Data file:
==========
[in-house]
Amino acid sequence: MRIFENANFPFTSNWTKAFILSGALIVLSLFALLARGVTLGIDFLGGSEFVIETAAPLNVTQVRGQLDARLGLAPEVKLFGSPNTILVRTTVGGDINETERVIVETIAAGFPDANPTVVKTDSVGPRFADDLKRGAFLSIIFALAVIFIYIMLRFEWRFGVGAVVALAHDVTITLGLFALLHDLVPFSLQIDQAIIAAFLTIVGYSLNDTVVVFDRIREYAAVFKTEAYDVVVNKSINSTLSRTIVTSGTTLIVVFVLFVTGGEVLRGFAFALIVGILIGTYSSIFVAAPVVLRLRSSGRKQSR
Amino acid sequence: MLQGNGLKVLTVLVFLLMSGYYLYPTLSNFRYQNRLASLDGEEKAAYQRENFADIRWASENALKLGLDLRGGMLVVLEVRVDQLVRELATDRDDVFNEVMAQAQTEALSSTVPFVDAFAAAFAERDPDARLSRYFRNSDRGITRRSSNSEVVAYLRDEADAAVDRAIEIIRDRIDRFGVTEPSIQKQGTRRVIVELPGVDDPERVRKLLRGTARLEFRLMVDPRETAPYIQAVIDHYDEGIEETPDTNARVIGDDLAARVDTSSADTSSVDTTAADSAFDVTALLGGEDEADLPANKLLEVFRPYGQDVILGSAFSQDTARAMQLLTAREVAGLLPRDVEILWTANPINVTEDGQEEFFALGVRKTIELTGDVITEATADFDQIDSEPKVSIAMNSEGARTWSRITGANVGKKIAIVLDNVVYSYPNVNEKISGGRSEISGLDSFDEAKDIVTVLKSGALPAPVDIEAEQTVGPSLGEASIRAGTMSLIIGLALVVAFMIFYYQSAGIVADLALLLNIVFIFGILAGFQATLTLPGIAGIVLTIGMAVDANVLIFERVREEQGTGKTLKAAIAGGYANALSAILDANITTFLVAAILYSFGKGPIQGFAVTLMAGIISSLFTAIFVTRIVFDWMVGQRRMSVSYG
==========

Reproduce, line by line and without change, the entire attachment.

[in-house]
Amino acid sequence: MRIFENANFPFTSNWTKAFILSGALIVLSLFALLARGVTLGIDFLGGSEFVIETAAPLNVTQVRGQLDARLGLAPEVKLFGSPNTILVRTTVGGDINETERVIVETIAAGFPDANPTVVKTDSVGPRFADDLKRGAFLSIIFALAVIFIYIMLRFEWRFGVGAVVALAHDVTITLGLFALLHDLVPFSLQIDQAIIAAFLTIVGYSLNDTVVVFDRIREYAAVFKTEAYDVVVNKSINSTLSRTIVTSGTTLIVVFVLFVTGGEVLRGFAFALIVGILIGTYSSIFVAAPVVLRLRSSGRKQSR
Amino acid sequence: MLQGNGLKVLTVLVFLLMSGYYLYPTLSNFRYQNRLASLDGEEKAAYQRENFADIRWASENALKLGLDLRGGMLVVLEVRVDQLVRELATDRDDVFNEVMAQAQTEALSSTVPFVDAFAAAFAERDPDARLSRYFRNSDRGITRRSSNSEVVAYLRDEADAAVDRAIEIIRDRIDRFGVTEPSIQKQGTRRVIVELPGVDDPERVRKLLRGTARLEFRLMVDPRETAPYIQAVIDHYDEGIEETPDTNARVIGDDLAARVDTSSADTSSVDTTAADSAFDVTALLGGEDEADLPANKLLEVFRPYGQDVILGSAFSQDTARAMQLLTAREVAGLLPRDVEILWTANPINVTEDGQEEFFALGVRKTIELTGDVITEATADFDQIDSEPKVSIAMNSEGARTWSRITGANVGKKIAIVLDNVVYSYPNVNEKISGGRSEISGLDSFDEAKDIVTVLKSGALPAPVDIEAEQTVGPSLGEASIRAGTMSLIIGLALVVAFMIFYYQSAGIVADLALLLNIVFIFGILAGFQATLTLPGIAGIVLTIGMAVDANVLIFERVREEQGTGKTLKAAIAGGYANALSAILDANITTFLVAAILYSFGKGPIQGFAVTLMAGIISSLFTAIFVTRIVFDWMVGQRRMSVSYG